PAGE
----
Butch Brown defends MDOT record in hearings

Published 11:50 pm Tuesday, May 5, 2009

JACKSON (AP) — Butch Brown defended his record as executive director of the Mississippi Department of Transportation Tuesday to a state Senate committee that has the first say in whether he keeps his $150,000-a-year job.

Brown was combative as he responded to senators’ questions about his travel expenses, the department’s use of a contract employee who registered as a lobbyist for the agency and his public clashes with some state transportation employees and one of the state’s three elected transportation commissioners.

The Mississippi Legislature returns to the Capitol on Wednesday after having been in recess since April 1. The Senate Highways and Transportation Committee is scheduled to vote Wednesday on Brown’s nomination. If at least half of the committee’s 19 members recommend his confirmation, the matter would go to the full 52-member Senate.

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Brown quoted the Bible to defend his own use of department stationery to write letters in 2004 and 2006 asking the state Parole Board to release Douglas Hodgkin, who was convicted of capital murder in the death of a University of Mississippi student who was raped, sodomized and strangled in Oxford in 1986.

The Associated Press first reported this past weekend that Brown had written the letters, which were in Hodgkins’ parole file. The AP obtained the documents through a public records request.

Brown told senators Tuesday that Hodgkins’ crime was ‘‘the most horrendous thing that I’ve ever read or heard of.’’ He said he sent the letters because he knows and likes Hodgkins’ father, a banker in Kentucky.

‘‘I am not ashamed of offering somebody a second chance,’’ Brown said.

Brown, a former mayor of Natchez, was first nominated as the department’s director in 2001 and confirmed in 2002. He was fired by one group of elected transportation commissioners in November 2004, then rehired six weeks later when one of the three commissioners retired and a new one took office. Brown was confirmed a second time in 2005.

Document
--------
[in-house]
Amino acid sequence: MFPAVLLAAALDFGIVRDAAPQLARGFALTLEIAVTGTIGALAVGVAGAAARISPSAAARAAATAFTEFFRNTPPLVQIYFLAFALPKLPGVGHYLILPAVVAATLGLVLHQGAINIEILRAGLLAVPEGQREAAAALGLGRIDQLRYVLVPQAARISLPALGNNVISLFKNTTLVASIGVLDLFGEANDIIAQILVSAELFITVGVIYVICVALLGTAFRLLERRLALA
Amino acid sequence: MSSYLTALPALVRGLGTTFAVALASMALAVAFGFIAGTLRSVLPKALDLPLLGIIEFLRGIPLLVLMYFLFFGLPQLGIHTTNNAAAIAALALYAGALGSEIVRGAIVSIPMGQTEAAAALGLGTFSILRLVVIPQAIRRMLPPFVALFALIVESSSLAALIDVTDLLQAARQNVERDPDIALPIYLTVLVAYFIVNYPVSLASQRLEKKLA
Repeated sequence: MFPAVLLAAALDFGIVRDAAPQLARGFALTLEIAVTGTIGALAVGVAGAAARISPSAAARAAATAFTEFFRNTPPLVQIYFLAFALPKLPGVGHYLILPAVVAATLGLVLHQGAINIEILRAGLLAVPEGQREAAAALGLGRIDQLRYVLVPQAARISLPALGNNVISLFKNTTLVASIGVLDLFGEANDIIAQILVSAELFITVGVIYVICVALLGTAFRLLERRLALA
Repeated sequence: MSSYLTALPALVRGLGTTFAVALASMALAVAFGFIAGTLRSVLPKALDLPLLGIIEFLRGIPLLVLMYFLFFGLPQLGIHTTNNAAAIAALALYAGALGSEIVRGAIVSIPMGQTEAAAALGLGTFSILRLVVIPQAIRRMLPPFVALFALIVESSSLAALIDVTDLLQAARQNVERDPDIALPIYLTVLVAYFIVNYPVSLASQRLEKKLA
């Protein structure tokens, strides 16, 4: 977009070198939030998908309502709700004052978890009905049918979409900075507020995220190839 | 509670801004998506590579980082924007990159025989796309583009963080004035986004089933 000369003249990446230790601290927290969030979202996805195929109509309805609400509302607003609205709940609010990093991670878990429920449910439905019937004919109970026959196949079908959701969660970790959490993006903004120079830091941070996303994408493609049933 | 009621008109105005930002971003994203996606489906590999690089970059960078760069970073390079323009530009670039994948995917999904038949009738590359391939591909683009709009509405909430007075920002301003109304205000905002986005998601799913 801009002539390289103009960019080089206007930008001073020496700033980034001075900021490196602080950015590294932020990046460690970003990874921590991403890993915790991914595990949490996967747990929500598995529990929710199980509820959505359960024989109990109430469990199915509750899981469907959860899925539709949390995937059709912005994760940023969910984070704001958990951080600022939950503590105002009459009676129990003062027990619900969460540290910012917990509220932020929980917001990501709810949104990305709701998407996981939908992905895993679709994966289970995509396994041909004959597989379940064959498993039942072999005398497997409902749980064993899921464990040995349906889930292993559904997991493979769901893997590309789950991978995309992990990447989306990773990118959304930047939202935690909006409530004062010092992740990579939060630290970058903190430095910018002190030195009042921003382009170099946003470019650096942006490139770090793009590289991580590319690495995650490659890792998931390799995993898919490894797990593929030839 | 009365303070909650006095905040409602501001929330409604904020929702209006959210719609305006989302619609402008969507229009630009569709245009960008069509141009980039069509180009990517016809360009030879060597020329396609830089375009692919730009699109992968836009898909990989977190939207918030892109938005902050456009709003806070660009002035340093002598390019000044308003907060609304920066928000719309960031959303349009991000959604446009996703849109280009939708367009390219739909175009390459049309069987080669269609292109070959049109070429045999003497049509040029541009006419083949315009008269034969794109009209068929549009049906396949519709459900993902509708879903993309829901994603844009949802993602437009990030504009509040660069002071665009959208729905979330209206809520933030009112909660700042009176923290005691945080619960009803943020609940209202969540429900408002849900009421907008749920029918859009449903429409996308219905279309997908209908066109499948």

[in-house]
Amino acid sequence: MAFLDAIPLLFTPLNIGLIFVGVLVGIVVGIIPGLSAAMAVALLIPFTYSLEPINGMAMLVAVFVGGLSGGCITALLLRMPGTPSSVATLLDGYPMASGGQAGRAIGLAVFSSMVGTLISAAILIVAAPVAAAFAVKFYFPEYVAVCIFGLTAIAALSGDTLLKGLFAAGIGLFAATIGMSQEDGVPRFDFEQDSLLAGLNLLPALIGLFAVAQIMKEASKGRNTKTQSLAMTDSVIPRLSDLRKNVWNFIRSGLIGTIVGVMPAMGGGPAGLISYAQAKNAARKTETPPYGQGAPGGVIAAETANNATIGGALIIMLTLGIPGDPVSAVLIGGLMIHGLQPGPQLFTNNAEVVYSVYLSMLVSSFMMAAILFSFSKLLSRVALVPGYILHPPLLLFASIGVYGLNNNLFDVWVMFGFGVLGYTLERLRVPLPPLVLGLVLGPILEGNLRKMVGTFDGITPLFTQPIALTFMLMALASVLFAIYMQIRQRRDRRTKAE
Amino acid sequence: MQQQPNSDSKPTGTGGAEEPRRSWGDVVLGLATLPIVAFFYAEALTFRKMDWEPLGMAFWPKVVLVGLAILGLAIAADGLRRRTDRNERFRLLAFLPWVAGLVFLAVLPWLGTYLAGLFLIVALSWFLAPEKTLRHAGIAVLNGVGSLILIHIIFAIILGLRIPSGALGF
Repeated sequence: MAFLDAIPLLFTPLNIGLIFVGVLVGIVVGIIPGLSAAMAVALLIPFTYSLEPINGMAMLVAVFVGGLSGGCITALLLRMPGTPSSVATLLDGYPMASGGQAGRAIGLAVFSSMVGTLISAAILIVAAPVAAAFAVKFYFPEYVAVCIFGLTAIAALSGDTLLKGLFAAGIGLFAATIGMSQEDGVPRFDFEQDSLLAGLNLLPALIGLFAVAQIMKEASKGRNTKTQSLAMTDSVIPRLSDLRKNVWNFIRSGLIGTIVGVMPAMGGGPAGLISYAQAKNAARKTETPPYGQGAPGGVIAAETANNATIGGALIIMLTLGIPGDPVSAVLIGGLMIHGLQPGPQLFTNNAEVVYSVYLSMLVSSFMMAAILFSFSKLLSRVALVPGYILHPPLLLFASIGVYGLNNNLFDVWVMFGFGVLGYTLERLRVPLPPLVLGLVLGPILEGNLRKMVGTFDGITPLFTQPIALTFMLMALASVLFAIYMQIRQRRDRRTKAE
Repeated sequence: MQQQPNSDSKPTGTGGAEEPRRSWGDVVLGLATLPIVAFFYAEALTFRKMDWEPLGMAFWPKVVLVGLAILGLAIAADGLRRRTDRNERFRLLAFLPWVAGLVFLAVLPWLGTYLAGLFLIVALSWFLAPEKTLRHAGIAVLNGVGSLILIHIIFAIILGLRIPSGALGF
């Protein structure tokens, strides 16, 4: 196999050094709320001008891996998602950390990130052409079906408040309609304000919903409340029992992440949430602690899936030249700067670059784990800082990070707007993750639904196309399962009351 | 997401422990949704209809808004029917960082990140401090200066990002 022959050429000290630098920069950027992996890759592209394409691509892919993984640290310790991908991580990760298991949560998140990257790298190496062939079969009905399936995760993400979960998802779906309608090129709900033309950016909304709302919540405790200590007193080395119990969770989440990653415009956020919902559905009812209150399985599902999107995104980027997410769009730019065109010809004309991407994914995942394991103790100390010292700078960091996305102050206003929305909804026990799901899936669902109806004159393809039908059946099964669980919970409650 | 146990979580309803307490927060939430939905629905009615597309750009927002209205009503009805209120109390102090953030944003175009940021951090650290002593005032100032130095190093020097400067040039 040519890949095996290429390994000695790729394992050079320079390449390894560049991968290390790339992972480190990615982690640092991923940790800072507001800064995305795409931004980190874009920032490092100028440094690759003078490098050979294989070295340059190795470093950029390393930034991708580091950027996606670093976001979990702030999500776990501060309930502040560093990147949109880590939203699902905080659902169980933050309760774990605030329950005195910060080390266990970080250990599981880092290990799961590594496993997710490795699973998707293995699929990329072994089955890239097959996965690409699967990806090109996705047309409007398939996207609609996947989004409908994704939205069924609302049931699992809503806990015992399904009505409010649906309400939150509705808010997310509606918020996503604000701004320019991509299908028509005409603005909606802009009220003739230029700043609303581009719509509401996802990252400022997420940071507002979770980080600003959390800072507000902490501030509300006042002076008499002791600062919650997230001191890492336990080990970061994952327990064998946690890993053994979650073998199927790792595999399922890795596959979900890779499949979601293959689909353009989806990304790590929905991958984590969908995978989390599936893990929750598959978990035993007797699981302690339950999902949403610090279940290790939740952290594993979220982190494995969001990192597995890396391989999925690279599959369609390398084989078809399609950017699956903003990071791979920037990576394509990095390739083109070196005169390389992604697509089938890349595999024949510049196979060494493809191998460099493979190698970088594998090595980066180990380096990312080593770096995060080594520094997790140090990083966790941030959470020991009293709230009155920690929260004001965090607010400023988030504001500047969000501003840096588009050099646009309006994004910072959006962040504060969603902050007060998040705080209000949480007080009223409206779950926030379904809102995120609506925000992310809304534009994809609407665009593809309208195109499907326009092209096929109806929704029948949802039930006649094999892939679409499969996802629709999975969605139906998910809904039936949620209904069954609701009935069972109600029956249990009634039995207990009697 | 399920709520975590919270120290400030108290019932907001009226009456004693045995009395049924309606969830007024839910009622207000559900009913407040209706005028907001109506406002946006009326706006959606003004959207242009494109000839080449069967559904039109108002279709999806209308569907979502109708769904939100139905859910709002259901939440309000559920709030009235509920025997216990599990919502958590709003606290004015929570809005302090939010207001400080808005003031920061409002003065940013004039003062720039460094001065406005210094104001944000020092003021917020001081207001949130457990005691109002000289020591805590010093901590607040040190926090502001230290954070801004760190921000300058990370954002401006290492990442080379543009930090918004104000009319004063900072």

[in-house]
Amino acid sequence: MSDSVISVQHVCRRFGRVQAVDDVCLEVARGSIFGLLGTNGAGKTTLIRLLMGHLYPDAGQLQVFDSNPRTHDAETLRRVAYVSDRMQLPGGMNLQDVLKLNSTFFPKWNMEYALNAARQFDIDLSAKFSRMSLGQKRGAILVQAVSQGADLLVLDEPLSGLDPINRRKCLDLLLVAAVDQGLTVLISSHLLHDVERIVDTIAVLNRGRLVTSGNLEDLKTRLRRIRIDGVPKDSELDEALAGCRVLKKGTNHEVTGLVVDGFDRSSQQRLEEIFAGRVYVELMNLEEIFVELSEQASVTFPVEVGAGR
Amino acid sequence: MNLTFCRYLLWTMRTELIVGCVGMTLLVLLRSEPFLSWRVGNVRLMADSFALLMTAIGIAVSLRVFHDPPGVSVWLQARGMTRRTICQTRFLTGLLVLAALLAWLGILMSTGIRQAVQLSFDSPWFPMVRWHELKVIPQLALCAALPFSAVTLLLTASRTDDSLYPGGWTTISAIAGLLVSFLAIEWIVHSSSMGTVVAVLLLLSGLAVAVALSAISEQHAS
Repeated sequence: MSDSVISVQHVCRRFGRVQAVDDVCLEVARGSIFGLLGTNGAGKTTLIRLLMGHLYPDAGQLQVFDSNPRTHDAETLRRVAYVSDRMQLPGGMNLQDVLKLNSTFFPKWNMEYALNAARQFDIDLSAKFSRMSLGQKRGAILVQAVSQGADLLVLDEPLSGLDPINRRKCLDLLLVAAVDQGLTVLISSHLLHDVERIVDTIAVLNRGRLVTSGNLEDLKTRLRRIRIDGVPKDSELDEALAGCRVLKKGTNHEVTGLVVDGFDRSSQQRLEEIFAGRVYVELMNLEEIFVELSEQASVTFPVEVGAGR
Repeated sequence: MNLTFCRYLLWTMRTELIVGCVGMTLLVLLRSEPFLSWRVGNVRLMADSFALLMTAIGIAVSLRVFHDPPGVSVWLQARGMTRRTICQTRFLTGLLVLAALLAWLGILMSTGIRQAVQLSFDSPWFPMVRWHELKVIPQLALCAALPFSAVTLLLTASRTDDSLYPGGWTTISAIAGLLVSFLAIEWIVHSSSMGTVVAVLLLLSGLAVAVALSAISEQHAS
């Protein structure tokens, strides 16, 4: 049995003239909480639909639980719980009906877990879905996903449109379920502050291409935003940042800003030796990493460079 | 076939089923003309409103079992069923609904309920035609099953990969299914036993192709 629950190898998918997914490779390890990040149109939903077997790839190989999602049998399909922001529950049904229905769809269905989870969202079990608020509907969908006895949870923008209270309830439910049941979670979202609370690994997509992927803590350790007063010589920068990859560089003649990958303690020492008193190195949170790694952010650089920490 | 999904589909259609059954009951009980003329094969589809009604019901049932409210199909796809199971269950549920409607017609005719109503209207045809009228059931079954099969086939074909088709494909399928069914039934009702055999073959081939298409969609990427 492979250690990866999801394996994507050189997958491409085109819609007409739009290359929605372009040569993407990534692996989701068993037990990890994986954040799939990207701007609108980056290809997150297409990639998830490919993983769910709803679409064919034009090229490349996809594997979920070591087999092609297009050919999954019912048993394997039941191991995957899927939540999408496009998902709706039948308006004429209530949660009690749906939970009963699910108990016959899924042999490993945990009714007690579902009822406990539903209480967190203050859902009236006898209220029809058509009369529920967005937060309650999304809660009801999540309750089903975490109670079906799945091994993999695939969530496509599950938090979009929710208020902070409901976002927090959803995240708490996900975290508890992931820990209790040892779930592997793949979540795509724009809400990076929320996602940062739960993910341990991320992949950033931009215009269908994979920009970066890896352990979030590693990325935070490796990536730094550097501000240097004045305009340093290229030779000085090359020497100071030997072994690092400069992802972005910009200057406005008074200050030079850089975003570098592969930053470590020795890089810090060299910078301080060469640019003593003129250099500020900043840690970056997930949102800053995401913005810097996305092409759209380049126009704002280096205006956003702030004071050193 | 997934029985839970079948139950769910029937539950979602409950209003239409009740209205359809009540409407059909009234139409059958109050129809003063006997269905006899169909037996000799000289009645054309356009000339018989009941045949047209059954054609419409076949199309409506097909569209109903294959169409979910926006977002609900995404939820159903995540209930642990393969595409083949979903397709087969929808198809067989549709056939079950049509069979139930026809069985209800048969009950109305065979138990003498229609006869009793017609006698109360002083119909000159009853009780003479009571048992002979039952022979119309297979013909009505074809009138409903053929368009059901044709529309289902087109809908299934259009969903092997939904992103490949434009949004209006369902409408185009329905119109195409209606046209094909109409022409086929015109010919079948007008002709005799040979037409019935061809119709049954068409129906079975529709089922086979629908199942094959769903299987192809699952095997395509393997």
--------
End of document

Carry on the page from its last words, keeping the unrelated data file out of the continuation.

State law says the agency director must be confirmed by the Senate every four years.

Sen. Merle Flowers, R-Southaven, repeatedly asked Brown on Tuesday about the department’s hiring of former state Sen. George Smith as a contract employee. Brown said he considers Smith an ombudsman. Flowers said Brown had told senators months ago that Smith is a lobbyist.

Smith, who is at the Capitol regularly during legislative sessions, registered as a lobbyist for the department as a precaution, Brown said.

Responding to questions from other senators, Brown said his own travel expenses in recent years have been reasonable. The Sun Herald reported in January that taxpayers had spent $80,316 on Brown’s travel over about four years, including a trip to Europe.

Two longtime senators, Democrat Bob Dearing of Natchez and Republican Tommy Gollott of Biloxi, said they’ll vote to keep Brown in the top administrative job of a department with about 3,300 employees and a federal-state budget of $1.1 billion.

‘‘You’ve done a wonderful job in south Mississippi,’’ Gollott said, citing the department’s work in repairing coastal U.S. 90 and replacing two bay bridges since Hurricane Katrina in 2005.

Dearing said Brown was first hired as director based on a recommendation by then-U.S. Sen. Trent Lott, R-Miss. Dearing said Lott and state senators thought Brown’s extensive background in historic preservation projects and other businesses would help make the agency more efficient.


The nomination is Senate Nomination 76.